Pork Producers Dive Into and Do More with Water Quality Work

Committed to Additional Education and Research to Improve Nutrient Management

Head-shot of Al Wulfekuhle, Iowa Pork Producer Association PresidentLivestock Farmers Face Challenges

Al Wulfekuhle is the Iowa Pork Producer Association President. He knows the challenges that livestock farmers face. As a result, he has terraces, grassed waterways, field boarders and a wetland on his crop land.

Some pork producers in Iowa see the state’s Nutrient Reduction Strategy as an issue for crop farmers. After all, commercial scale hog operations are already more heavily regulated. They must have manure management plans and update them annually to the Iowa Department of Natural Resources.

However, the idea that nutrient management is for crop farmers who buy fertilizer is changing. This change in point-of-view is especially relevant among the leaders of the Iowa Pork Producers Association. In fact, IPPA already supports research on nutrient management at Iowa State University and is also a founder of the Iowa Agriculture Water Alliance.

“As we got deeper into this, it became pretty clear that we needed to do more,” says Al Wulfekuhle. Wulfekuhle is a northeast Iowa hog producer who took over as IPPA president in late January. “IPPA is committed to additional education and research to improve nutrient management.” IPPA is devoting a big share of its research support for nutrient management at ISU, says Wulfekuhle, who finishes hogs at 13 different sites around Quasqueton, Iowa, in partnerships with others. In addition, IPPA committed over $150,000 for water quality and environmental research this past year and committed nearly $300,000 to other water quality programs.

Nitrogen in the Soil Recaptured

Wulfekuhle knows the challenges livestock farmers face with nutrient management on cropland. He farms about 500 acres of his own land that’s already protected by conservation practices.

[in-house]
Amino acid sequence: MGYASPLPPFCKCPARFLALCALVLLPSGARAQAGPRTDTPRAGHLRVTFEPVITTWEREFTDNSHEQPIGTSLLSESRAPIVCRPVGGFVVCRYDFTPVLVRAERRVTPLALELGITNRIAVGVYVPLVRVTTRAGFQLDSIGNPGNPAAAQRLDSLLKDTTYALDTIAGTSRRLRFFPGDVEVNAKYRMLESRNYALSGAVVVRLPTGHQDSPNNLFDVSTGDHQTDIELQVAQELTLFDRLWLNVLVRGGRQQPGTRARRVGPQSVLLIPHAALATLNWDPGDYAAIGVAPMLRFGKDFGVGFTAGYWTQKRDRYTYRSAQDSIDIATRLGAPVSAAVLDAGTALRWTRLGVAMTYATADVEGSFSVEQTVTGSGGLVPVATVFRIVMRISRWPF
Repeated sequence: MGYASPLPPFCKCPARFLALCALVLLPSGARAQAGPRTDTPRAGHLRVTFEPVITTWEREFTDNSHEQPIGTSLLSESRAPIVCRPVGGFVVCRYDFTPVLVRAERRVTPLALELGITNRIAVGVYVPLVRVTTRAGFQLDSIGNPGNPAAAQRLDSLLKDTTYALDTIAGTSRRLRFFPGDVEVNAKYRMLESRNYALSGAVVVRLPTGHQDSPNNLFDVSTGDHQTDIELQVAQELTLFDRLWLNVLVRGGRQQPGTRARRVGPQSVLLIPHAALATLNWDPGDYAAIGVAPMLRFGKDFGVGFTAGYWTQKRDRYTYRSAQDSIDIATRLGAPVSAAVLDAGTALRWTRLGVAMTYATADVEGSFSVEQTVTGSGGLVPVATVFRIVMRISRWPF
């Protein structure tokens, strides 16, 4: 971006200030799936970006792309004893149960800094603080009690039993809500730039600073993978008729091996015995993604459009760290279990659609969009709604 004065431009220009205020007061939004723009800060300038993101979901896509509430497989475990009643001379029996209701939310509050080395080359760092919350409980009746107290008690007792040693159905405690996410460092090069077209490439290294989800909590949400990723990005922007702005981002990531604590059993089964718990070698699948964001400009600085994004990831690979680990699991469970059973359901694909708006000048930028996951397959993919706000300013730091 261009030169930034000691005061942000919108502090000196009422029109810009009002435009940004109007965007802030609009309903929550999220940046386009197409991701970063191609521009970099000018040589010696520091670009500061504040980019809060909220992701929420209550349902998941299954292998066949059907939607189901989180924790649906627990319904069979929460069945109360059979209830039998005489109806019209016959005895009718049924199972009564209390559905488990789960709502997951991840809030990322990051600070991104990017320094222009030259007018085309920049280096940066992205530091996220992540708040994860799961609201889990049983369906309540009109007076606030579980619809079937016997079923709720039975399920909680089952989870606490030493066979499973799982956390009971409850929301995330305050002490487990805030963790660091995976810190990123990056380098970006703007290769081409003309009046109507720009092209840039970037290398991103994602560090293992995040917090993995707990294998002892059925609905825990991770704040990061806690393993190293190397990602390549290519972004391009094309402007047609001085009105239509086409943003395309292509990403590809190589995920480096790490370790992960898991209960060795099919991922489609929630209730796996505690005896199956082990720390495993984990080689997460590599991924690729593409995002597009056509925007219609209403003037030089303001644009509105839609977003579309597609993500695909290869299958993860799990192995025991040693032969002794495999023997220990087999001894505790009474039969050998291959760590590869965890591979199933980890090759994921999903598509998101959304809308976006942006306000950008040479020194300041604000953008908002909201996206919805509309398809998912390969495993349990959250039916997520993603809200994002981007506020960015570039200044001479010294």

“We’ve done a lot of the basic things over the years,” he says. The farm has terraces, grassed waterways, field borders, and a two-acre wetland catching runoff from about 40 acres. Yet more is needed for the difficult task of managing the nitrogen and manure he uses as fertilizer. “You really can’t afford to run out in the summer time,” he says. Nitrogen losses can mean a corn yield shortfall of 50 bushels an acre.

Recapturing some of the nitrogen in the soil is possible. “According to ISU field trials at Nashua, a cover crop is really the only thing that makes a big difference,” he says.

Cover of Cereal Rye on Field of Soybeans

“Livestock farmers have their own barriers to cover crops,” he says. Still, Wulfekuhle plans to try a cover of cereal rye on his soybean fields this year. “I think we all know that long term, it’s good for the soil,” he says. Although Wulfekuhle has some reservations about state or federal programs to pay for cover crops, with farming margins tight and the cost of seeding at $30 to $40 an acre, it may be necessary for a while, he says.

Still, there are other opportunities for hog farmers in nutrient management. In fact, it may be possible for farmers to fine-tune the DNR guidelines for manure application rates with computer models similar to the Encirca program offered by Pioneer.

“For pork producers, it’s all about managing the nutrients that are in the manure,” Wulfekuhle says. If research finds ways to improve that management, it will be better for the environment and for farmers’ bottom lines. In conclusion, Wulfekuhle said, “I think it will be a win-win for everyone.”